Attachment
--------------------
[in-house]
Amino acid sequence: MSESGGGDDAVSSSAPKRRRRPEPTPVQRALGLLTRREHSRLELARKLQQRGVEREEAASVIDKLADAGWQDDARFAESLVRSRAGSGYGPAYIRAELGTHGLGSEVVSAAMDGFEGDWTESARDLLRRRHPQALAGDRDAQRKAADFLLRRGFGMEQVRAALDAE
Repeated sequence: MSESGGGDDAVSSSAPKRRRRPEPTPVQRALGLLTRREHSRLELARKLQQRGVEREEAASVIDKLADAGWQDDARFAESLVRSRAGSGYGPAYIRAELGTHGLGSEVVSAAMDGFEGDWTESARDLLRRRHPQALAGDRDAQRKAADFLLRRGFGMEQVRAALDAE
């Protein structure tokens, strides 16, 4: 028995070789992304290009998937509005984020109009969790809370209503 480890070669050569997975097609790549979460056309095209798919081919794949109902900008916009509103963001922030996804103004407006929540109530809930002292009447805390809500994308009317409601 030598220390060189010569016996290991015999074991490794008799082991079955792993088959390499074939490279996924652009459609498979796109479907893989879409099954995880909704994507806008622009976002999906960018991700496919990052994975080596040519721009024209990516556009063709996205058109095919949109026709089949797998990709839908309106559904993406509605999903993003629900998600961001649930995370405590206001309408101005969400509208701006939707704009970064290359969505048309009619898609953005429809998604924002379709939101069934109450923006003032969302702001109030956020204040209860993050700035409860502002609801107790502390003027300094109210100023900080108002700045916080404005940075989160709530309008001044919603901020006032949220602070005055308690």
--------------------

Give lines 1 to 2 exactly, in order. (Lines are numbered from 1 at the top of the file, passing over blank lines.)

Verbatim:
[in-house]
Amino acid sequence: MSESGGGDDAVSSSAPKRRRRPEPTPVQRALGLLTRREHSRLELARKLQQRGVEREEAASVIDKLADAGWQDDARFAESLVRSRAGSGYGPAYIRAELGTHGLGSEVVSAAMDGFEGDWTESARDLLRRRHPQALAGDRDAQRKAADFLLRRGFGMEQVRAALDAE